And that’s the music a lot of Republican voters want to hear. For a certain percentage of voters, Mr. McCain is tonally a conservative, and that trumps the fact that many of his policies are profoundly unconservative. He won New Hampshire because if you stuck him in plaid he would be a passable Beltway impersonation of the crusty, cranky, ornery Granite Stater.

The fact that, on campaign finance, illegal immigration, Big Pharma and global warming, the notorious “maverick’s” mavericity (maverickiness? maverectomy?) always boils down to something indistinguishable from the Democratic position is secondary.

As it happens, on the Woodstock museum, he’s absolutely right: If clapped-out Boomer rock is no longer self-supporting and requires public subsidy, then capitalism is dead and we might as well Sovietize the state.

In a sense, it’s the perfect reductio of geriatric hippie idealism: We’ve got to get back to the garden, but at taxpayer expense. A McCain presidency would offer many such moments. But, in between, he would be “reaching across the aisle” to enact essentially Democratic legislation on climate change, illegal-immigration amnesty and almost everything else.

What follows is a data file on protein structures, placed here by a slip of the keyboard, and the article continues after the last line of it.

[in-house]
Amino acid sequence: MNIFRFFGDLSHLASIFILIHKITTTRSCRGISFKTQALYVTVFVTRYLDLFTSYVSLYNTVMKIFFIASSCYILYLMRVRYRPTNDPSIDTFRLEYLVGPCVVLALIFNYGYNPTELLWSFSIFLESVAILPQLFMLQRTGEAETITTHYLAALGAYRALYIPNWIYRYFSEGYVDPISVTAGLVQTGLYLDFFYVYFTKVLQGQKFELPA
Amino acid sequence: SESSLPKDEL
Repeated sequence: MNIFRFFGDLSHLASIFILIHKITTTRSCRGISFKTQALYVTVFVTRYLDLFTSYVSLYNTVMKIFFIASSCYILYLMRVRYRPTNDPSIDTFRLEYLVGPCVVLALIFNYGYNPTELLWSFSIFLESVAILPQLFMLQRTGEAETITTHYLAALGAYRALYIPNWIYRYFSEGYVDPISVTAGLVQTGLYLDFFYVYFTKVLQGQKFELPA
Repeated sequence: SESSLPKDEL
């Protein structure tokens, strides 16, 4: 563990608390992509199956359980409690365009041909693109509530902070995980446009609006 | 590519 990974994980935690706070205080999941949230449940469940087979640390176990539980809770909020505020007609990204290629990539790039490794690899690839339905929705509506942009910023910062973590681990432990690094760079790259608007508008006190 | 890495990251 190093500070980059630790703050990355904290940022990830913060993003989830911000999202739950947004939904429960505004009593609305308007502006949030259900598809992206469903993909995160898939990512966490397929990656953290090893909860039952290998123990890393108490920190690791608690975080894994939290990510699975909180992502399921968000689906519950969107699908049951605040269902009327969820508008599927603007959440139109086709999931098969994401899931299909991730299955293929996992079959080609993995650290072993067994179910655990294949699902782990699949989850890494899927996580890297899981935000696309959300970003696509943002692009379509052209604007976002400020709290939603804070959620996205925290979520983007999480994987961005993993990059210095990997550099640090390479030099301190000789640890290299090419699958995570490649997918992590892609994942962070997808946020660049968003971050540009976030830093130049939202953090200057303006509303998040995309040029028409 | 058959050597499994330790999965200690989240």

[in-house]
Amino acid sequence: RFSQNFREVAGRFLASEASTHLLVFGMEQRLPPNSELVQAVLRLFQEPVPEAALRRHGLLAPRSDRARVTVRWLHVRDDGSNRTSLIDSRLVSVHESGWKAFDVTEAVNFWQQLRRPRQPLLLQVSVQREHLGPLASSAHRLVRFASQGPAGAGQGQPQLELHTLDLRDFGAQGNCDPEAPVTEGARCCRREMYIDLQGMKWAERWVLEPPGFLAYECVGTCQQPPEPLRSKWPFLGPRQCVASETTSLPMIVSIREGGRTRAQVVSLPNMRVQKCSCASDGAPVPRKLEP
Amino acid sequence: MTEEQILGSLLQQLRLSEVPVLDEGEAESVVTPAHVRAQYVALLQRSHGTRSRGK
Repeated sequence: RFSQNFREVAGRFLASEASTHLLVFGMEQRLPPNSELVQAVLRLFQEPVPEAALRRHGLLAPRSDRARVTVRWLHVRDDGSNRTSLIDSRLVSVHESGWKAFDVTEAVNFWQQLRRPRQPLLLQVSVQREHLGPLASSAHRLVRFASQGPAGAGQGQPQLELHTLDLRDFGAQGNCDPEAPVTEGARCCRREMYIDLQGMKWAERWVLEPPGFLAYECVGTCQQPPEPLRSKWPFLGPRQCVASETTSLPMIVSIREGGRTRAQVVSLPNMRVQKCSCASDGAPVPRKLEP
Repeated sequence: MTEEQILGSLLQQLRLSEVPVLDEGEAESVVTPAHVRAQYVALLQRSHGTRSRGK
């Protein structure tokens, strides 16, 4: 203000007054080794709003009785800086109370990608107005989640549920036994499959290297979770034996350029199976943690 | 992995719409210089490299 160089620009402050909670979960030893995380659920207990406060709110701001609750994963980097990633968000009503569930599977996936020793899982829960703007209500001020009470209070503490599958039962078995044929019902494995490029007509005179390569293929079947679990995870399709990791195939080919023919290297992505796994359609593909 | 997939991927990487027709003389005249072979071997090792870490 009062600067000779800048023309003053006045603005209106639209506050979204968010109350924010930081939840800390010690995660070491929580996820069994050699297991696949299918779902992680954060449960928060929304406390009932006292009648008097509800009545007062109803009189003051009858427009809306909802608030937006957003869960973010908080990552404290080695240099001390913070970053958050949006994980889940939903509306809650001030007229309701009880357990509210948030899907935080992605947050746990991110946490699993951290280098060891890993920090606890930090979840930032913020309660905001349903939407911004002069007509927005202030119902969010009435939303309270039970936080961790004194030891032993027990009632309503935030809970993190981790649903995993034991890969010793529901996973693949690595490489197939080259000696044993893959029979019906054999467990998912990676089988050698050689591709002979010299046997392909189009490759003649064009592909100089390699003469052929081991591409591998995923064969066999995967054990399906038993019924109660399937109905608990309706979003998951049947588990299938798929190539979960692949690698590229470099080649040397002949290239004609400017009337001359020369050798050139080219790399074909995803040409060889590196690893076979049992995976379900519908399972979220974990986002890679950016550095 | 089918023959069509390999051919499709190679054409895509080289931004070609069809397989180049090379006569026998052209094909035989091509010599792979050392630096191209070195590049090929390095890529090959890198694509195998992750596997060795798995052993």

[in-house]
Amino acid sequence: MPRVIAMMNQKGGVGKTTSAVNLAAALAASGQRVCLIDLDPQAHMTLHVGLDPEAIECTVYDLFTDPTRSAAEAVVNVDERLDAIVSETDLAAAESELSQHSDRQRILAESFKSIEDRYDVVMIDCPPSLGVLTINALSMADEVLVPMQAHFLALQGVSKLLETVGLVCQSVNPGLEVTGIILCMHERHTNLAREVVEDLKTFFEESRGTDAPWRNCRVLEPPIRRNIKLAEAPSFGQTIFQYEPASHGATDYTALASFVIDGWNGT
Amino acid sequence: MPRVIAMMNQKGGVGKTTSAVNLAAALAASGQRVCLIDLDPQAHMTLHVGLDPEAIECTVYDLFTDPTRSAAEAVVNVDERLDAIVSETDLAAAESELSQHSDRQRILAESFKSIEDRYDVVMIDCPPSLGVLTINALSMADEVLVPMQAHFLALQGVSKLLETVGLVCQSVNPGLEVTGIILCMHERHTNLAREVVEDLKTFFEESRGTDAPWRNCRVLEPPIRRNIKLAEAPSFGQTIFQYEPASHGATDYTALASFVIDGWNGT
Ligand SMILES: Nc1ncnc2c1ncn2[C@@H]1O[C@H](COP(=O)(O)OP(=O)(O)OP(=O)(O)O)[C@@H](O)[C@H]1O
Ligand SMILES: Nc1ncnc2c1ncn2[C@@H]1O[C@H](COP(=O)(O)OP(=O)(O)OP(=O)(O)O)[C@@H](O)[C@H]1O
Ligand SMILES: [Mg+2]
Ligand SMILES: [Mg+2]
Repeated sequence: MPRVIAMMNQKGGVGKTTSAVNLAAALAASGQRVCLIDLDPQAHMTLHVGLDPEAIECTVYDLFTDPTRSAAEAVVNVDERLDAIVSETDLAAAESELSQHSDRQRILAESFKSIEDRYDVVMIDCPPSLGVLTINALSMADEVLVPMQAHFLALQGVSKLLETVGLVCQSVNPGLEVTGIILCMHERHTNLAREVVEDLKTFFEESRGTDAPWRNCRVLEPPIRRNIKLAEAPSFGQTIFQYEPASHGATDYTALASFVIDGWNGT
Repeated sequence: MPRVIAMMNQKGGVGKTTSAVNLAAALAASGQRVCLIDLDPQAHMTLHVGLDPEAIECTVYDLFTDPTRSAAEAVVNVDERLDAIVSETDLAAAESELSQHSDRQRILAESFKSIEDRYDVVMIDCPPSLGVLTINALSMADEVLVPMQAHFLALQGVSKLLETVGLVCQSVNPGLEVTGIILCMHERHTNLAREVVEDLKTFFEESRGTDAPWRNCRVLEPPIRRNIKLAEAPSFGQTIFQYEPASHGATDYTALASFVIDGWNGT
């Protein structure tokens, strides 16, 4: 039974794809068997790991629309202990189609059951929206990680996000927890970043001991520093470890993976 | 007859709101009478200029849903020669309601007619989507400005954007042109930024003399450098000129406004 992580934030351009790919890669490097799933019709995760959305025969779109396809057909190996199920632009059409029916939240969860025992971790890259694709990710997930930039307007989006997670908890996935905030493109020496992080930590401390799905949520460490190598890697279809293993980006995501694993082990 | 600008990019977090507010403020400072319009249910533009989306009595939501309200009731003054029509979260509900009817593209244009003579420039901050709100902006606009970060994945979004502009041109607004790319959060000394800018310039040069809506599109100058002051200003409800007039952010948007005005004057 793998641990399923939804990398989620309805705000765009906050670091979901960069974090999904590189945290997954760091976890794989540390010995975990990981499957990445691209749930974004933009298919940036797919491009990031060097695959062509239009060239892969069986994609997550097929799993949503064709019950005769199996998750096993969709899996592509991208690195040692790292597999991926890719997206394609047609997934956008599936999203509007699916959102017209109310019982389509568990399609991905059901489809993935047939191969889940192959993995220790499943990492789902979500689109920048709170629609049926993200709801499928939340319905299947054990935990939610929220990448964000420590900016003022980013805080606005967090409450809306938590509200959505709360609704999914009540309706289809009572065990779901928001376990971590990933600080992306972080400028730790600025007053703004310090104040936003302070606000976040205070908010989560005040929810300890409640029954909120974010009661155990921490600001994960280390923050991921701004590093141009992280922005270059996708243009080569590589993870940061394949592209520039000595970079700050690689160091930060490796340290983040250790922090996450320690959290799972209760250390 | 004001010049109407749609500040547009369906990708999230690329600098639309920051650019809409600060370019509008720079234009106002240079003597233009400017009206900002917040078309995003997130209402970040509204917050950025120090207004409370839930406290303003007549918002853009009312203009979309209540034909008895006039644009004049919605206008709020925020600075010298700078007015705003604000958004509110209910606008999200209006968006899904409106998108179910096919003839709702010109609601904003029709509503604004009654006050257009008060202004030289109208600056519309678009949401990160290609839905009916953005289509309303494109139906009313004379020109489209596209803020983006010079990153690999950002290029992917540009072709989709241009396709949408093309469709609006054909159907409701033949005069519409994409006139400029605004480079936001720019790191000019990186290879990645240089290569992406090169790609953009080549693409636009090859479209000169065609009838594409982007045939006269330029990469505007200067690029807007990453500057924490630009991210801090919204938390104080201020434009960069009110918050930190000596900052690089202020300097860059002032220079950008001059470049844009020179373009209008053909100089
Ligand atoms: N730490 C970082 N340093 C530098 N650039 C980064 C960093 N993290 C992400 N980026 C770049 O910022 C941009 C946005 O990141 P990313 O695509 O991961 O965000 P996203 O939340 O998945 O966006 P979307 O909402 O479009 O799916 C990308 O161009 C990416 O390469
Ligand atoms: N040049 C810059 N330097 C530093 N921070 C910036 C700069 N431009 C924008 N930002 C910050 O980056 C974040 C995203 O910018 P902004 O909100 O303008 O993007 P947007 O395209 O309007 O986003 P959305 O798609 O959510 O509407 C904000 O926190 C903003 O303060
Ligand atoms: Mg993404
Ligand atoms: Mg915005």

Charles Krauthammer calls Mr. McCain the “apostate sheriff,” which is a nice term. He suggests that, for many Republican voters, “national security trumps social heresy.” I’m not sure about that. This isn’t shaping up to be a war election and, if it was, Mr. McCain would come under greater scrutiny.

What’s his big picture on radical Islam? We know, because he now claims all but sole credit for it, that he’s pro-surge, and he was surging when surging wasn’t cool, especially among jelly-spined Republican senators. But, as Mark Levin points out, the surge is a tactic, not a long-term strategy.